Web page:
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A Thousand Beacons Will Help SXSW Attendees Connect

The Bluetooth devices will allow users at the music and film festival to see who is on stage or which film is showing at their location, while enabling them to link up with people of interest within their vicinity.
By Claire Swedberg

This year, when an individual arrives at the venue, the SXSW GO app running on that person's phone receives the unique ID number transmitted by each beacon, which then links that visitor to that specific location and pushes relevant content to her phone. For instance, if she had created a list of favorites that included someone else who is within range of the beacon at that same time, the app will send her a notification listing that attendee's name on top, as well as the names of all other individuals within the beacon's vicinity. The data includes a picture so that she can identify the person visually.

Around Me can also be used simply to identify a band playing at one of the venues. An attendee can not only see the name of the musician or group to which he is listening, but also view a list of other bands that will be playing on that stage throughout the remainder of the day.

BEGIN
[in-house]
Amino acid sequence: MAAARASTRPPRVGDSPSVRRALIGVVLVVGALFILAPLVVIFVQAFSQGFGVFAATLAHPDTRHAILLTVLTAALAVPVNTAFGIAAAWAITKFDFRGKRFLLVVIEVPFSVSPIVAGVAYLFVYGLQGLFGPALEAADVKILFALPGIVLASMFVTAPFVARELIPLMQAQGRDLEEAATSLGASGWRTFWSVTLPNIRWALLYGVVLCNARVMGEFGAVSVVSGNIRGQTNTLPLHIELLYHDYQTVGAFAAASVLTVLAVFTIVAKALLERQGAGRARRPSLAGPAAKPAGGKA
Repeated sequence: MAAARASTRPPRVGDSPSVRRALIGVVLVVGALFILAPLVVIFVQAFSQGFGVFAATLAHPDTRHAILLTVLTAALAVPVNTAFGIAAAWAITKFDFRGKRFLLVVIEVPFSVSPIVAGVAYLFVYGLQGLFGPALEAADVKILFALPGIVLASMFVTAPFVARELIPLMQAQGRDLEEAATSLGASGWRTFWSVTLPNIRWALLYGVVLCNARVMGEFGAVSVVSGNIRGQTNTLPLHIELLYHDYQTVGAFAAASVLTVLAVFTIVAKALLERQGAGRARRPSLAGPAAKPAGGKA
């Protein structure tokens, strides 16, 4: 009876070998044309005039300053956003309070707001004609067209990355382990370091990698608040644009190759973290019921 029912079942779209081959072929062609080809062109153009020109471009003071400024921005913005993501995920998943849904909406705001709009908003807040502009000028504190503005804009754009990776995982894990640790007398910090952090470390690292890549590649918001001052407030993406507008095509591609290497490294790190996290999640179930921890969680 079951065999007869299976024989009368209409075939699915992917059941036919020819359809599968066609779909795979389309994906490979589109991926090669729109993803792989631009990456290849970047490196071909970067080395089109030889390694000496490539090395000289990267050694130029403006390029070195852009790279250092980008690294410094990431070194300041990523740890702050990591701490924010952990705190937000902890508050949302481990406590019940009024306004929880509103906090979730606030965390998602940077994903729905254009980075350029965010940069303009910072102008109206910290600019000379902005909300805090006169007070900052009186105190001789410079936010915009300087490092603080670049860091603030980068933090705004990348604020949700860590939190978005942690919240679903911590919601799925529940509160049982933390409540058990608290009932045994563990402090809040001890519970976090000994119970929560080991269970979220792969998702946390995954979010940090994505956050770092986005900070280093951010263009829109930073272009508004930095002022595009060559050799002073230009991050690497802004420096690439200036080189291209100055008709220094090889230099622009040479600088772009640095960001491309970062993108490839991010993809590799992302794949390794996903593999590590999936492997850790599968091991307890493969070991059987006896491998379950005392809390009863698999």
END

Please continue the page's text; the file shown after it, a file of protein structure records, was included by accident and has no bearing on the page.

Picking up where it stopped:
SXSW's Scott Wilcox
Additionally, the app can carry out its own "Attendee Matching" function, in which, based on an individual's profile of profession and interests, it will recommend someone else in the vicinity who may be of interest.

With the Session Live function (which debuted in 2014), an individual whose phone has BLE functionality enabled can receive notifications upon entering the room of a specific program, inviting that person to join a related online chat, and listing others in the room.

The beacons also provide push notifications for those awaiting shuttles to take them from one venue to another in a different part of town. When a user's phone receives a transmission from a beacon at a shuttle stop, the phone transmits that data to the app, which then captures the most recent bus location data, based on each vehicle's GPS unit, and sends a notification to that individual indicating when the next bus is expected to arrive.

"People today are already hyper-connected; they want to experience digital as well as physical connections," Wilcox says. "With the beacons, we can tell them who's here." This, he adds, "will increase the value for those who attend. Our main goal is to enhance the visitor experience."

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